Selection, transmission, and reversion of an antigen-processing cytotoxic T-lymphocyte escape mutation in Human Immunodeficiency Virus Type 1 infection
Allen, T.M., Altfeld, M., Yu, X.G., O'Sullivan, K.M., Lichterfeld, M., Le Gall, S., John, M., Mothe, B.R., Lee, P.K., Kalife, E.T., Cohen, D.E., Freedberg, K.A., Strick, D.A., Johnston, M.N., Sette, A., Rosenberg, E.S., Mallal, S.A., Goulder, P.J.R., Brander, C. and Walker, B.D. (2004) Selection, transmission, and reversion of an antigen-processing cytotoxic T-lymphocyte escape mutation in Human Immunodeficiency Virus Type 1 infection. Journal of Virology, 78 (13). pp. 7069-7078.
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Numerous studies now support that human immunodeficiency virus type 1 (HIV-1) evolution is influenced by immune selection pressure, with population studies showing an association between specific HLA alleles and mutations within defined cytotoxic T-lymphocyte epitopes. Here we combine sequence data and functional studies of CD8 T-cell responses to demonstrate that allele-specific immune pressures also select for mutations flanking CD8 epitopes that impair antigen processing. In persons expressing HLA-A3, we demonstrate consistent selection for a mutation in a C-terminal flanking residue of the normally immunodominant Gag KK9 epitope that prevents its processing and presentation, resulting in a rapid decline in the CD8 T-cell response. This single amino acid substitution also lies within a second HLA-A3-restricted epitope, with the mutation directly impairing recognition by CD8 T cells. Transmission of the mutation to subjects expressing HLA-A3 was shown to prevent the induction of normally immunodominant acute-phase responses to both epitopes. However, subsequent in vivo reversion of the mutation was coincident with delayed induction of new CD8 T-cell responses to both epitopes. These data demonstrate that mutations within the flanking region of an HIV-1 epitope can impair recognition by an established CD8 T-cell response and that transmission of these mutations alters the acute-phase CD8+ T-cell response. Moreover, reversion of these mutations in the absence of the original immune pressure reveals the potential plasticity of immunologically selected evolutionary changes.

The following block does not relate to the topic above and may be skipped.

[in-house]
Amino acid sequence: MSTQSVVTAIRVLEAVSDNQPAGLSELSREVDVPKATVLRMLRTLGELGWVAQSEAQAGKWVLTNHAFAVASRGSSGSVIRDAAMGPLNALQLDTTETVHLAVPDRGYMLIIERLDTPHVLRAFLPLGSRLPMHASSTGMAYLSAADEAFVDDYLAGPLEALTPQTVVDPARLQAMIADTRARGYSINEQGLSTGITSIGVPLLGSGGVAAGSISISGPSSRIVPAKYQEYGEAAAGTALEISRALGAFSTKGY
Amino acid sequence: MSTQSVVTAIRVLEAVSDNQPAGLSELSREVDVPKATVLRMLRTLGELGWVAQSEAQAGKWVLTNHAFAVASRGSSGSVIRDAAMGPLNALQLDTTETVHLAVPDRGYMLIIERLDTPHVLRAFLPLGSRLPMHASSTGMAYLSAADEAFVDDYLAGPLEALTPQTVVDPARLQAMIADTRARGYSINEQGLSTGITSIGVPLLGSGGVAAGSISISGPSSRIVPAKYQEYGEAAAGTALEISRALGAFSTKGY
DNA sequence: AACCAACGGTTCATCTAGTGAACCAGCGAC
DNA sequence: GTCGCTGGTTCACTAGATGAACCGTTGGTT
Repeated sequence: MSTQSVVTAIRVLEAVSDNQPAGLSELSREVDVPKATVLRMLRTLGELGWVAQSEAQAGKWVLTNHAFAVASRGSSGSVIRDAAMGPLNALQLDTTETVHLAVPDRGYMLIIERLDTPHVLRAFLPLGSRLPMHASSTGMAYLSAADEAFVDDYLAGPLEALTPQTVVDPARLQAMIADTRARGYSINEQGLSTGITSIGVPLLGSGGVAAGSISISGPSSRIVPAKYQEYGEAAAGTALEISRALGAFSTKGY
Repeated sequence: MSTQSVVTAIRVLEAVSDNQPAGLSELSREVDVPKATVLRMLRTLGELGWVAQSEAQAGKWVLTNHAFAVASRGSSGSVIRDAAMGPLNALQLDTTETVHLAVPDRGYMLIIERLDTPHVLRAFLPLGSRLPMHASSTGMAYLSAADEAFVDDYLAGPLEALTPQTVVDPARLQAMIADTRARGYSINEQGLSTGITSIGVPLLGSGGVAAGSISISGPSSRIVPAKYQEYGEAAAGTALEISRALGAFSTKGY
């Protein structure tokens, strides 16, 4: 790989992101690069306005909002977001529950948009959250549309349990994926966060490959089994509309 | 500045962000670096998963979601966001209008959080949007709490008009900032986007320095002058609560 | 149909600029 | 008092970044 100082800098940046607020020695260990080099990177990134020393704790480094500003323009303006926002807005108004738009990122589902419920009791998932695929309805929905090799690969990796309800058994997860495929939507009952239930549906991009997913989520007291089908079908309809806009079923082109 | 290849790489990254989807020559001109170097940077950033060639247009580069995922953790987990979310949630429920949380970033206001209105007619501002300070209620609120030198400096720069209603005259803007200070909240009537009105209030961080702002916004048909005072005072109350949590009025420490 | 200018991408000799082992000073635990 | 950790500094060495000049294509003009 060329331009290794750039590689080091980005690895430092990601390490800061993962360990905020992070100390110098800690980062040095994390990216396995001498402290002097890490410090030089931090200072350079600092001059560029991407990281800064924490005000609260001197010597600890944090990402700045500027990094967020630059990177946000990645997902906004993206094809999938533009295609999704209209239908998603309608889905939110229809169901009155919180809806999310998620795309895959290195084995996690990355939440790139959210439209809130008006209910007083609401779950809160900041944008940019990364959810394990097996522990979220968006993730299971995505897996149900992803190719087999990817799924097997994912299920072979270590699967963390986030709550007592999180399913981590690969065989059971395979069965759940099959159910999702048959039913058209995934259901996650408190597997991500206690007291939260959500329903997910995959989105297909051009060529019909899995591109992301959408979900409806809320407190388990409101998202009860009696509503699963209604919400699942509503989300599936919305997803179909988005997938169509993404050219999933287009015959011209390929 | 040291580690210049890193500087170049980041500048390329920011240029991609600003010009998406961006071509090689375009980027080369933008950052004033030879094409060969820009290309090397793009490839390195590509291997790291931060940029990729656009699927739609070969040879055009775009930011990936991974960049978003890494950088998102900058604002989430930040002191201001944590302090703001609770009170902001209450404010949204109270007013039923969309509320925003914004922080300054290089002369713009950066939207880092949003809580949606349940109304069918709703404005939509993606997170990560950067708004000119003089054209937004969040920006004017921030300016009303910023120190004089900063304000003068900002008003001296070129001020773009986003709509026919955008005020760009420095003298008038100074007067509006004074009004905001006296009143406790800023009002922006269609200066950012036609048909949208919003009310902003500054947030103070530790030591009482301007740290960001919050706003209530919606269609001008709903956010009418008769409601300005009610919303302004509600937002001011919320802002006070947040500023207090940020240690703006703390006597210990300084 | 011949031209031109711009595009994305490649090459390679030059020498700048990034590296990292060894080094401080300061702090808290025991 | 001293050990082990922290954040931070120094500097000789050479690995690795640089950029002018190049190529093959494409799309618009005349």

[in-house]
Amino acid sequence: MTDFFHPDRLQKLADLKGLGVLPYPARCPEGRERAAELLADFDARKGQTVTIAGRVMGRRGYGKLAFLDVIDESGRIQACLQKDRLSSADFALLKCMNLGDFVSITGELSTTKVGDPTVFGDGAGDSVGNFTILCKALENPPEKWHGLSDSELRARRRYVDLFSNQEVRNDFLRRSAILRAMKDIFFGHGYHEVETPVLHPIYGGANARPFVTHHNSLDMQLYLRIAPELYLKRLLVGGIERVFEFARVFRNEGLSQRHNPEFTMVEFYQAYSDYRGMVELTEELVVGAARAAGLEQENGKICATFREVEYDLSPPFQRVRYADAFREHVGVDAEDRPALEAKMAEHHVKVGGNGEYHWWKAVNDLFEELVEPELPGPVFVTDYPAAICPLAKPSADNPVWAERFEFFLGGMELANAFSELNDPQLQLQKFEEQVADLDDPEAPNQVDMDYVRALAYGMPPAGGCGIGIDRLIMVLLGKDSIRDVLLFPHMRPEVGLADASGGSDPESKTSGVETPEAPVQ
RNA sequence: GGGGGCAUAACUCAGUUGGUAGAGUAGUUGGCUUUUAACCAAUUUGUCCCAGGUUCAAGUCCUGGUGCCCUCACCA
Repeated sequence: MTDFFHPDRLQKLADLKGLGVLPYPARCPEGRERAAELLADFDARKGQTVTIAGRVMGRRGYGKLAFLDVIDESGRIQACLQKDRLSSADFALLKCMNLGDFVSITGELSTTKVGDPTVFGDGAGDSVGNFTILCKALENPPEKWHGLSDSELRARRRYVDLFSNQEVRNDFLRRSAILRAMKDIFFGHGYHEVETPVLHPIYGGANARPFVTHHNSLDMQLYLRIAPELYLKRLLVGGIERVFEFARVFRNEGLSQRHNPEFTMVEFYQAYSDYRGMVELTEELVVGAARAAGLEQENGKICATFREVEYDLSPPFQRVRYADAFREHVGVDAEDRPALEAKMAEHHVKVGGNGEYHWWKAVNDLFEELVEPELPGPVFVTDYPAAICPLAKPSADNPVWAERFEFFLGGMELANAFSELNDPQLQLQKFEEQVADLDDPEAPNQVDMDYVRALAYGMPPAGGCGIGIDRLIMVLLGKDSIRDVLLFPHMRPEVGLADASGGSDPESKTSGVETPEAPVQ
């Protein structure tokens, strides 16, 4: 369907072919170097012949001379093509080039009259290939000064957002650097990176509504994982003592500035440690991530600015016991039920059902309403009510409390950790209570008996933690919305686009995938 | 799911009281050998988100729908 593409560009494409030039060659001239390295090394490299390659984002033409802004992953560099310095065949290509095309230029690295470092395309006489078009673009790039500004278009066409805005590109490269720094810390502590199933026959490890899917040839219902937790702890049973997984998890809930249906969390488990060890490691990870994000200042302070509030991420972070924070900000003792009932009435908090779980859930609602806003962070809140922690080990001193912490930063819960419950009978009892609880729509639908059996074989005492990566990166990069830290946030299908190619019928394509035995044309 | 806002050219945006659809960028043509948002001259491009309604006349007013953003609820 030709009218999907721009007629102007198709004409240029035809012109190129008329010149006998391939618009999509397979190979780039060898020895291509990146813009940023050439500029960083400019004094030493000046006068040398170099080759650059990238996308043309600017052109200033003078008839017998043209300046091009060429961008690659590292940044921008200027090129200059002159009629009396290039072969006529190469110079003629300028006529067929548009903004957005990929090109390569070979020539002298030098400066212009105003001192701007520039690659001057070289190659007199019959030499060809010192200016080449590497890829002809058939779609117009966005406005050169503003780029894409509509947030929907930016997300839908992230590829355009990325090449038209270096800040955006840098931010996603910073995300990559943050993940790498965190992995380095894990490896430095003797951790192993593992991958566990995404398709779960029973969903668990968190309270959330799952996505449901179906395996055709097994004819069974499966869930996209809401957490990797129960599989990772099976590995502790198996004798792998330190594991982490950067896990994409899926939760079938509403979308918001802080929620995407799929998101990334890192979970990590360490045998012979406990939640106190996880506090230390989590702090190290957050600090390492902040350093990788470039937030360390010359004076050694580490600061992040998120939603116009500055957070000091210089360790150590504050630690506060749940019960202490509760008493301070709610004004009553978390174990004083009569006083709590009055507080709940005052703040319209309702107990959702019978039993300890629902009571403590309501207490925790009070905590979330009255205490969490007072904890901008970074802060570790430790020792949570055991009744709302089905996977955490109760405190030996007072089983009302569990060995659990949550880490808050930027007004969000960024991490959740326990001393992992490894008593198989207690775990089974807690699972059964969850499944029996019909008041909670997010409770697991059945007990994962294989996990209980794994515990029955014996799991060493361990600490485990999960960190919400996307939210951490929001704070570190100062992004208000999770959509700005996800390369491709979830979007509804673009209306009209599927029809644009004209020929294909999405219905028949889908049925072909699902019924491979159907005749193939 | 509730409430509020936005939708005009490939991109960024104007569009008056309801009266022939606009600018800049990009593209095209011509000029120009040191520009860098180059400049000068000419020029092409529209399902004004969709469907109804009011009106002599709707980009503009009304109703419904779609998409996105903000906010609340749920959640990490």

|Publication Type:||Journal Article|
|Murdoch Affiliation:||Centre for Clinical Immunology and Biomedical Statistics|
|Publisher:||American Society for Microbiology|
|Copyright:||© 2004 American Society for Microbiology.|
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